Do I Need a Permit to Install a Boiler?
The size of a boiler, and the type of fuel it burns are crucial in determining whether or not you will need to obtain a permit to install a boiler. In general, small residential hot water furnaces or heaters will not need a permit to install, however, larger units that provide steam to a process or facility will likely need a permit. Please contact the AQCD Permits & Engineering Section to confirm permit applicability before installing a new boiler at your facility.
Fossil Fuel Boilers
For boilers that operate on gaseous fuels (e.g. propane, natural gas, etc.), the threshold is 10 MMBtu/hr of heat input to the boiler. For boilers that burn fuel oils (e.g. diesel, kerosene, etc.), the threshold is for individual units of 3 MMBtu/hr or greater, which aggregate to greater than 10 MMBtu/hr, combined. If the boiler burns coal, the threshold is 5 MMBtu/hr if anthracite coal, and any size boiler that burns bituminous coal will need a permit.
The threshold for wood boilers is 90 boiler horsepower (bhp). We define boiler horsepower in the regulations as 10 sq.ft. of boiler heating surface area for wood fired units. That specification should be readily available from the boiler vendor. Thus you would be allowed 900 sq.ft. of boiler heating surface area for the wood fired unit and still be below the 90 bhp permitting threshold in 5-401 of the regulations. Since most boiler manufacturer’s get a boiler horsepower out of 5.5 or 6 sq.ft. their bhp rating is likely well over 90 bhp but by our definition it would still be less.
What Do I Need to do to Obtain an Air Permit?
A Permit to Construct application must be submitted with the appropriate application fee to the AQCD. The Permit must be issued before the applicant can commence construction of the project. This would be required before installing or operating a regulated boiler at the site. Please refer to our Permit to Construct Application Guidance webpage for more information. In addition to the information required to be submitted for a Permit to Construct Application, please also submit the following equipment specifications and designs.
Equipment Specifications & Designs
Please submit the following information to the Permitting and Engineering Section when applying for a permit.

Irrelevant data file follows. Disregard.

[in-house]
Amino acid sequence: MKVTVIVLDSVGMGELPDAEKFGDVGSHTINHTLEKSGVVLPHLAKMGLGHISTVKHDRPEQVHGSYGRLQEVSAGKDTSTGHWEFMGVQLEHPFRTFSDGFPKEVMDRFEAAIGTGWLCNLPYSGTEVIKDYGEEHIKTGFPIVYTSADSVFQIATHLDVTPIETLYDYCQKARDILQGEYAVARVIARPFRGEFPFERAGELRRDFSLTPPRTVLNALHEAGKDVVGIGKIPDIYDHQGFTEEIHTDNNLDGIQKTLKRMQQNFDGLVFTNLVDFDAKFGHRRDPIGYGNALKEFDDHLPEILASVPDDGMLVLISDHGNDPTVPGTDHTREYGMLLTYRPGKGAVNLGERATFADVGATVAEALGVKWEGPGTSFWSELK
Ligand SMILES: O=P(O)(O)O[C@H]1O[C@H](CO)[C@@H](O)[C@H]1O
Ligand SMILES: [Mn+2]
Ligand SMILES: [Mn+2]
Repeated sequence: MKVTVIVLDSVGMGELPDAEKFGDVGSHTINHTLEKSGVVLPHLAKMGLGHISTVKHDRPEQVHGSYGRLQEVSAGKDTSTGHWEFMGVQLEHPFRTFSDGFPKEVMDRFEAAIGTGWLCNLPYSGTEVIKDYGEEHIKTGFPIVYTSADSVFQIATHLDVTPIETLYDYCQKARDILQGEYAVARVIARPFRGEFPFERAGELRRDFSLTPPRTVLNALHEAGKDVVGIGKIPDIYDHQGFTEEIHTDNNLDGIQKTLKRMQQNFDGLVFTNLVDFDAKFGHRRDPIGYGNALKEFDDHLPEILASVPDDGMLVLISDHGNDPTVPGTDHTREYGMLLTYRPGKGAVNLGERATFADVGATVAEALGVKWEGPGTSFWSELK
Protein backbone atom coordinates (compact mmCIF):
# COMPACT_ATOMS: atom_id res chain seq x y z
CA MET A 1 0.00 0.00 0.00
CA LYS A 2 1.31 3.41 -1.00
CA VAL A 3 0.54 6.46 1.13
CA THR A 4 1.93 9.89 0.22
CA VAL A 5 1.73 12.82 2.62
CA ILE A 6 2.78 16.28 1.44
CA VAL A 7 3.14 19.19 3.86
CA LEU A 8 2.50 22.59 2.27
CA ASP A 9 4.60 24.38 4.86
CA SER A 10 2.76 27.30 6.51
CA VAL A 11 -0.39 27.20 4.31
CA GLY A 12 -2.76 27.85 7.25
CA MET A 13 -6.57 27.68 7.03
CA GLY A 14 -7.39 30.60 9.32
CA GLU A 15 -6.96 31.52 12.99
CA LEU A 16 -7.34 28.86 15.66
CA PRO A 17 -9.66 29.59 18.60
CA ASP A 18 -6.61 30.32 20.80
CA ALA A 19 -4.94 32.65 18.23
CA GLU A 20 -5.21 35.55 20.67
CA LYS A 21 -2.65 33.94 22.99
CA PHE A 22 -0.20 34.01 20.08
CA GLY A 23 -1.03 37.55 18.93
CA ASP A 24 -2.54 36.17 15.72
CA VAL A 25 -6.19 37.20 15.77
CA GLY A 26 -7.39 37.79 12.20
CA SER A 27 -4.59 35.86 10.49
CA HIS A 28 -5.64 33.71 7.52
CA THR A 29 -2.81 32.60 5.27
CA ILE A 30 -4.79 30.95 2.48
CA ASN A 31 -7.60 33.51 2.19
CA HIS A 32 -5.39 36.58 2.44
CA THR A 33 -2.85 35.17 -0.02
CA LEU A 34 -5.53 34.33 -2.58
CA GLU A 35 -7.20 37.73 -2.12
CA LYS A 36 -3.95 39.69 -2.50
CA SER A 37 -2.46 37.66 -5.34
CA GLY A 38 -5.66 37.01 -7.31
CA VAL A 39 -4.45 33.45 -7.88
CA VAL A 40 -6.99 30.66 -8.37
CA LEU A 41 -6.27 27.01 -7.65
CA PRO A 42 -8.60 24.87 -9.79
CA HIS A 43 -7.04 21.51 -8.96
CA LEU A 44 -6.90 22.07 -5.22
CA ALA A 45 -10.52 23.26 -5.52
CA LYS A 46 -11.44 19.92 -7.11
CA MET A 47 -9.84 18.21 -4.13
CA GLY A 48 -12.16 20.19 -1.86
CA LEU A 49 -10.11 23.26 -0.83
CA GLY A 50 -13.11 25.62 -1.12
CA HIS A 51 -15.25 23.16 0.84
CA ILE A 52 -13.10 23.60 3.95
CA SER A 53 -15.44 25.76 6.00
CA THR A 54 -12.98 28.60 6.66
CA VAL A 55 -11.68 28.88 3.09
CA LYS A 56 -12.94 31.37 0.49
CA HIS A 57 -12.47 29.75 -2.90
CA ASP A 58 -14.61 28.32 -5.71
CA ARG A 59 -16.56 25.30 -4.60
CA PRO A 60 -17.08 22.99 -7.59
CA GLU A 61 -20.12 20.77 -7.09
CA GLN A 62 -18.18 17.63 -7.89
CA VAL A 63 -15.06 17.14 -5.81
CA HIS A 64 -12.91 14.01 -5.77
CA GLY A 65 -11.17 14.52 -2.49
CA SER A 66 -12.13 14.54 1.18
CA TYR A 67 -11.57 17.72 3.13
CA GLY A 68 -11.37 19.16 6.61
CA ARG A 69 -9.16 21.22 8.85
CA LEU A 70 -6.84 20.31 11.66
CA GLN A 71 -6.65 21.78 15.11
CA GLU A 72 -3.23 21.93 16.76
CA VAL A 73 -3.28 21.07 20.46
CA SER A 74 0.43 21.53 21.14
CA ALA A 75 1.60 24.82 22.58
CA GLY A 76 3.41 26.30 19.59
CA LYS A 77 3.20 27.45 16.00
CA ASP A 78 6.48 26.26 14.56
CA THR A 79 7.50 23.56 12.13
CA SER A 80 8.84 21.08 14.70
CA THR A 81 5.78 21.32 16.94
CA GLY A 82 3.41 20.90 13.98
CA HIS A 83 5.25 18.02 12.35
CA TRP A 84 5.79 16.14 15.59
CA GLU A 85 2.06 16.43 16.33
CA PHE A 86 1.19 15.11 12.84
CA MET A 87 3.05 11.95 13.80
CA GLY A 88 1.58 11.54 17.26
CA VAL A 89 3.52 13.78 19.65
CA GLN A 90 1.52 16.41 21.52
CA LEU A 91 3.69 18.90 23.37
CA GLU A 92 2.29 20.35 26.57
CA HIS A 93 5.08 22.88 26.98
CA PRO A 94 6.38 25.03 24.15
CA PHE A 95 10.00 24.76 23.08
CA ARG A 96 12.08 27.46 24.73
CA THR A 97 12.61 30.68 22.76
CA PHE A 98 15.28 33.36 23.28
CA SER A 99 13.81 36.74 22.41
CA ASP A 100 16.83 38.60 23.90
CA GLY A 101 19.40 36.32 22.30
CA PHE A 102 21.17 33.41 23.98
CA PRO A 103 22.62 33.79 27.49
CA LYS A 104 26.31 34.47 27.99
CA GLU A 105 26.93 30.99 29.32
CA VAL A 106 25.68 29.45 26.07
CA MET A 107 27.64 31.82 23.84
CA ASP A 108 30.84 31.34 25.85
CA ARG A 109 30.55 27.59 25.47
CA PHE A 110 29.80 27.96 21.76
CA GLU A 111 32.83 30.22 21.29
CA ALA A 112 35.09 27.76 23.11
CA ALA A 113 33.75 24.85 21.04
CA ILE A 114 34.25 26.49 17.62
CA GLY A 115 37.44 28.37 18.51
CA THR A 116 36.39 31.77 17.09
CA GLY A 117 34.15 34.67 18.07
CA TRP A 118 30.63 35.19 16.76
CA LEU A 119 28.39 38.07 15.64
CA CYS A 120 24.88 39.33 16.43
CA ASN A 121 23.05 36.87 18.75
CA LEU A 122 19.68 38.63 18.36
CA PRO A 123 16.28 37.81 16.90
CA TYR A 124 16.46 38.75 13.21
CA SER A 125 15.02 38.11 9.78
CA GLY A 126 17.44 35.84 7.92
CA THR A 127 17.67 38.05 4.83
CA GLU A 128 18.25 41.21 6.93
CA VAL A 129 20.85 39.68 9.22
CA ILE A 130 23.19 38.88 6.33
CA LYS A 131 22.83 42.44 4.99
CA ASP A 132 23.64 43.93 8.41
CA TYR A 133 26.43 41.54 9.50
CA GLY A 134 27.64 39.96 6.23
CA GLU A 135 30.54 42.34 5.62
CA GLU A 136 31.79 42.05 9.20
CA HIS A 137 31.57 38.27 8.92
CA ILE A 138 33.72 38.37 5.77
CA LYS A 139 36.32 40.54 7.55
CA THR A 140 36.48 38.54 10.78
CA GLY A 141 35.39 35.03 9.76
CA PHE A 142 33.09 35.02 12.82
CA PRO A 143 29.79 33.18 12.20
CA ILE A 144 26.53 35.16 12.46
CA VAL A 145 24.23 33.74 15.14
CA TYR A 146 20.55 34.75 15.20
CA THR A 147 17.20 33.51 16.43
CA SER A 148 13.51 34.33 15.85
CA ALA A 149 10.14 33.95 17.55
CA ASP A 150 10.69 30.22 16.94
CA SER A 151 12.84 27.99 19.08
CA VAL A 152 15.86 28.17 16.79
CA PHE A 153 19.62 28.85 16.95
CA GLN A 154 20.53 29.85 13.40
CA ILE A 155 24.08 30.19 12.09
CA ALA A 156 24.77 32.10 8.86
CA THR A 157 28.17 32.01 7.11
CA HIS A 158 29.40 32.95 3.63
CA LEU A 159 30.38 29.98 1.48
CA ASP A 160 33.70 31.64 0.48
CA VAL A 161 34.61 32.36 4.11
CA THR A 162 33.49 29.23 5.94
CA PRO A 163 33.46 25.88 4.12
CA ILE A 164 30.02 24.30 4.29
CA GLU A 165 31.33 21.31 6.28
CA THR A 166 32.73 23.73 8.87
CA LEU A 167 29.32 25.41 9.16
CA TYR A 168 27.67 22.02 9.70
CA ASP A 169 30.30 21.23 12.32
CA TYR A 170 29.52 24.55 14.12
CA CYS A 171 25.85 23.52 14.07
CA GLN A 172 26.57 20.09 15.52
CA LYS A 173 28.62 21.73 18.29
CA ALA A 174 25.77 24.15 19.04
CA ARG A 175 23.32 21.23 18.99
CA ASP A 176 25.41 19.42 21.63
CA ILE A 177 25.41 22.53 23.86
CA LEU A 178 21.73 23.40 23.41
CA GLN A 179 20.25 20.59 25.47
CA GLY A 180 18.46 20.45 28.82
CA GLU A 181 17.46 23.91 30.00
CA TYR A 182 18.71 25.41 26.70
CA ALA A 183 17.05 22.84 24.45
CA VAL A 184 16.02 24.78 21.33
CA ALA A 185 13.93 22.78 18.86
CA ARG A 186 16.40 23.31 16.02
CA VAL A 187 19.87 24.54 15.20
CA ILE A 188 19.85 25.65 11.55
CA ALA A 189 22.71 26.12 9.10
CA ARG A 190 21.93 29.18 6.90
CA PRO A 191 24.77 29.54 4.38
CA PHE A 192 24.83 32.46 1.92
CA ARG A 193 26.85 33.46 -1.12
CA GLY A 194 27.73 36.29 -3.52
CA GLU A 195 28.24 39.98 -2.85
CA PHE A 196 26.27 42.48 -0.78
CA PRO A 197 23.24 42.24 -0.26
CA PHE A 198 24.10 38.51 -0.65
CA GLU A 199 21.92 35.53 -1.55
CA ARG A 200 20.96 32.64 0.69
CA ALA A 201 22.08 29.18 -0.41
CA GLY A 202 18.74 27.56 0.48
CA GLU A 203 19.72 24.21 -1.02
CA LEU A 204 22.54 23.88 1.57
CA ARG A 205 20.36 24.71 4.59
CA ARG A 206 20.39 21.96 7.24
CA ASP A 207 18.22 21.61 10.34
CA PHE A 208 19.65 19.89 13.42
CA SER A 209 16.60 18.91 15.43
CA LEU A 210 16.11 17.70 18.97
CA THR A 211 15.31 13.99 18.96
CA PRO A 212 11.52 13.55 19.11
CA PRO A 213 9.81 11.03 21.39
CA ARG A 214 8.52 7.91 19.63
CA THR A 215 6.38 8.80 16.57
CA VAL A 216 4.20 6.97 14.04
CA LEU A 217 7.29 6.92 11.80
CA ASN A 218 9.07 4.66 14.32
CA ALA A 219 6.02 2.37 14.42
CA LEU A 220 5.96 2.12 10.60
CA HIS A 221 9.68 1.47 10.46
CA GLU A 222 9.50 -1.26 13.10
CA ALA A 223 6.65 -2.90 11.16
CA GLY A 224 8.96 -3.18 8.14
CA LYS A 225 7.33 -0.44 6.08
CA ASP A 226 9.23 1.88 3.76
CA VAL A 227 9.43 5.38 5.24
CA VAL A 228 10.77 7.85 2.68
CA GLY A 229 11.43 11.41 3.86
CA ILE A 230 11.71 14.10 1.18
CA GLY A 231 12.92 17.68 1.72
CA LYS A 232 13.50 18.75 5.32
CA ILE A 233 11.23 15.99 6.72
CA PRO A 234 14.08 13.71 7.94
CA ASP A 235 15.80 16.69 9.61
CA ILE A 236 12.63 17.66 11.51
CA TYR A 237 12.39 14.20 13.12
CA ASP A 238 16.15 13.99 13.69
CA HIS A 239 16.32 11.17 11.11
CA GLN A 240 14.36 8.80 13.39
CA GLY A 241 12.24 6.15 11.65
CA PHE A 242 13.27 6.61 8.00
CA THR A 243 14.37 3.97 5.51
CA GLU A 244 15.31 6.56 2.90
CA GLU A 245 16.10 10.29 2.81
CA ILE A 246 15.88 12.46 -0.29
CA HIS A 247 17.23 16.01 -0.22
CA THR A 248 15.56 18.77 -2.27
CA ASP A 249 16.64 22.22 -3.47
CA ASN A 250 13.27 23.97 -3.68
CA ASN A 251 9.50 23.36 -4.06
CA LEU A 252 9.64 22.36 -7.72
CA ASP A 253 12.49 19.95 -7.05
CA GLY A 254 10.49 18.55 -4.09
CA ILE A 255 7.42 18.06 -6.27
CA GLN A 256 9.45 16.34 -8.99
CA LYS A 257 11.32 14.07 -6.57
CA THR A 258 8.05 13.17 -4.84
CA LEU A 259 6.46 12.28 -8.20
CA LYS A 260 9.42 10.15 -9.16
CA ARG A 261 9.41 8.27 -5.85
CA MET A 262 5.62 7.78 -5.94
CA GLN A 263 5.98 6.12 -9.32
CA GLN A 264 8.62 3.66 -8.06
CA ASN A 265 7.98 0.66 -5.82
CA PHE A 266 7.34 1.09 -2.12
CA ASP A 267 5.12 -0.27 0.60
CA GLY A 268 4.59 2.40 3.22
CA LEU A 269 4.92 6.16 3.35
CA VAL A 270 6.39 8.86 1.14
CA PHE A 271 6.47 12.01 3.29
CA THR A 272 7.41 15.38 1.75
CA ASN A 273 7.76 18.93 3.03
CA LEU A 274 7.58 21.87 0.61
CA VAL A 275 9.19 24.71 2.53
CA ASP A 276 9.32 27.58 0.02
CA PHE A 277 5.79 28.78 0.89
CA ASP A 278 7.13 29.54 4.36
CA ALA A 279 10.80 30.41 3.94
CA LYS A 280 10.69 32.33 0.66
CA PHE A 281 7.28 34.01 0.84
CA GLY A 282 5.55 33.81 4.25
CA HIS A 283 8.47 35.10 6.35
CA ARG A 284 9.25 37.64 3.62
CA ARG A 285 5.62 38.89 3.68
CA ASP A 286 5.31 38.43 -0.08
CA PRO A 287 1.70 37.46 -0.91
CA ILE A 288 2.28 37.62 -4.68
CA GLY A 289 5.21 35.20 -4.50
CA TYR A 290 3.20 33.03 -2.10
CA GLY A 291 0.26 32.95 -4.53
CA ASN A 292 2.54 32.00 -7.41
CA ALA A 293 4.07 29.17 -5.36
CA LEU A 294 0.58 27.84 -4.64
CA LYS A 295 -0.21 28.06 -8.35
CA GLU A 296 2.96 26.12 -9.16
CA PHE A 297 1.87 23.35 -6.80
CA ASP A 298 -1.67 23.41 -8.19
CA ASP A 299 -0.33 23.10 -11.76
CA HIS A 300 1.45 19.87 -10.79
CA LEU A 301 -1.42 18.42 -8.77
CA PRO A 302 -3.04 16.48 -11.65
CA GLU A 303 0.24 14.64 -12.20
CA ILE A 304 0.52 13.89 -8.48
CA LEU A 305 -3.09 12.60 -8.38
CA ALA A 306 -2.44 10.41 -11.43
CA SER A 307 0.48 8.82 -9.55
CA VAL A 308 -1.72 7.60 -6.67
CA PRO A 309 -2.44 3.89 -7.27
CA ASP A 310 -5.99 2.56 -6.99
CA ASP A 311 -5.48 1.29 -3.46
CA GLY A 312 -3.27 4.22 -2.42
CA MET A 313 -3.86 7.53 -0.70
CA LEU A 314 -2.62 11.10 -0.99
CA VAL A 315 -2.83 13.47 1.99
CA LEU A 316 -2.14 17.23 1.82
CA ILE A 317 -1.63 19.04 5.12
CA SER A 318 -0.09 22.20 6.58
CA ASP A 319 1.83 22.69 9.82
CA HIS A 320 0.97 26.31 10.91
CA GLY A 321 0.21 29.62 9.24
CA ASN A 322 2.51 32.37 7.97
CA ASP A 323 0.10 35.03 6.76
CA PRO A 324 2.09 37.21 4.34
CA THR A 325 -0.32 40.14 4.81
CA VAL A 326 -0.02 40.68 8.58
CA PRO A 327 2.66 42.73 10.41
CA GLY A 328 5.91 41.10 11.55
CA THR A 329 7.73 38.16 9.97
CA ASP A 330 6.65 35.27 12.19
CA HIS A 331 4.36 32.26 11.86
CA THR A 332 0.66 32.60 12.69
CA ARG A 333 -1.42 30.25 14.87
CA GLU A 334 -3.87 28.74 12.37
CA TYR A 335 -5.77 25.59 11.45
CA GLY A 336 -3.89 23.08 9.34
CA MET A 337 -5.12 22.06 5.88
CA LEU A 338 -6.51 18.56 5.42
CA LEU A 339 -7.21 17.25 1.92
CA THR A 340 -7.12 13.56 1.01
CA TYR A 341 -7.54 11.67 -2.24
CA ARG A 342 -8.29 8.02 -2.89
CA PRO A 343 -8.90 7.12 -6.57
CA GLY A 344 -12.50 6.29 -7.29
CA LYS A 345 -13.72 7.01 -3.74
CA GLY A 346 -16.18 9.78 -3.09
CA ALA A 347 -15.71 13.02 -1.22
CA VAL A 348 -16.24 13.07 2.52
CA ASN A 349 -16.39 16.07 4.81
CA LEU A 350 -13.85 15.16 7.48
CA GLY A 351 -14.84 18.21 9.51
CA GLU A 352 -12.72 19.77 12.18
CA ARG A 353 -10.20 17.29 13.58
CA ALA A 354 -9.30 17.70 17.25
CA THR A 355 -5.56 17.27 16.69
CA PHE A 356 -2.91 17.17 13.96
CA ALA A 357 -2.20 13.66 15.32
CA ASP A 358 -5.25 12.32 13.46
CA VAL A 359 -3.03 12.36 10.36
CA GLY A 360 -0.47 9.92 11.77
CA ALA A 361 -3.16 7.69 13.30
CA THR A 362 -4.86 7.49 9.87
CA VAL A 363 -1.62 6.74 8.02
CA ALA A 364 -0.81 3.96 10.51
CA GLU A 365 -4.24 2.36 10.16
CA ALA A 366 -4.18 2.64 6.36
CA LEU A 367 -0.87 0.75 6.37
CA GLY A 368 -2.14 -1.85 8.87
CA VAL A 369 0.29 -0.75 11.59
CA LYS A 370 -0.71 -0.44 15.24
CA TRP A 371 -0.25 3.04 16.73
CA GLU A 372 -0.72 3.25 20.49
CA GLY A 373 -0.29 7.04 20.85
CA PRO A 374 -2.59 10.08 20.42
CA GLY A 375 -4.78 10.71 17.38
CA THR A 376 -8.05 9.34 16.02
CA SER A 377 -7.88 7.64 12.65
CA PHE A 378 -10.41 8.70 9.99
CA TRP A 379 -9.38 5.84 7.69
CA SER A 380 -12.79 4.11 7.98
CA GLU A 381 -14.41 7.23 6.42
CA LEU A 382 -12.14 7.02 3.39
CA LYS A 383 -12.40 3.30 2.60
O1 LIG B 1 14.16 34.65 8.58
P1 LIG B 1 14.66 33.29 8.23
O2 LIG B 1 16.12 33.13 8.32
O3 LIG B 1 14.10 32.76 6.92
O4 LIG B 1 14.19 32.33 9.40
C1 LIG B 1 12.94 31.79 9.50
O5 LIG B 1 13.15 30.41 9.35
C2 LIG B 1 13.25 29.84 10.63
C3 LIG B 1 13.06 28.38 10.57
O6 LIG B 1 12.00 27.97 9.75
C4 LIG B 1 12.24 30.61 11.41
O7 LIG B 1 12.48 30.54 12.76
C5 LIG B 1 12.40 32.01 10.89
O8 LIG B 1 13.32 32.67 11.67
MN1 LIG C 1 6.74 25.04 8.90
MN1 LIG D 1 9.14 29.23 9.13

- Boiler Manufacturer, Model No., Serial No., Date of Manufacture
- Date of Installation
- Purpose of Boiler (e.g. steam or hat water production? Process heat or electric generation?)
- Boiler Type (e.g. water-tube, fire-tube, sectional)
- Boiler Maximum Rate Heat Input: (million British Thermal Units per hour - MMBtu/hr)
- Boiler Maximum Rated Heat Output: (horsepower)
- Boiler Design Heat Transfer Efficiency (i.e., MMBtu/hr output divided by MMBtu/hr input)
- Firebox Heating Surface Area and Volume (esp. for solid fuel-fired boilers)
- Maximum & Design Operating Pressures (psig)
- If purpose of the boiler is for steam production, indicate maximum and design steam production rate (lbs of steam/hr)
- Fuel Type: primary & secondary
- Assumed Fuel Higher Heating Values: liquid (MMBtu/gal); solid (MMBtu/dry ton); gaseous (Btu/cubic foot):
- Fuel Sulfur Content (% by weight, dry):
- If solid fuel, indicate ash content (% by weight, dry) and fuel moisture content (% by weight):
- Will fly ash collection/reinjection be used? If so, provide specifications on this equipment.
- Number of Burners
- Burner Manufacturer, Model No., Serial Nos. (if available)
- Burner Type or Fuel Feeding Mechanism
- Maximum Fuel Firing Rate: liquid fuel (gal/hr); solid fuel (tons/hr); gaseous fuel (cubic feet/hour)
- If oil-fired, indicate method of atomization (steam or compressed air)
- Forced draft or atmospheric boiler
- Combustion air blower capacity in actual cubic feet per minute (if applicable)
- Excess Air (% by volume)
- Carbon Dioxide (CO2) Content of the Flue Gas (% by volume, wet)
- Moisture Content of the Flue Gas (% by volume)
- Will flue gas re-circulation (FGR) be employed?
- Will staged air combustion or staged fuel combustion be used?
- Will the combustion air be preheated?
- Will low-Nox burners be utilized? If so, what type:(staged air combustion, staged fuel combustion, internal flue gas recirculation, external flue gas recirculation, or ceramic radiant combustion)?
- Sootblowing frequency and duration
- Will the steam be utilized for electrical generation? If so, provide specifications on the generating capacity.
State Regulations for Boilers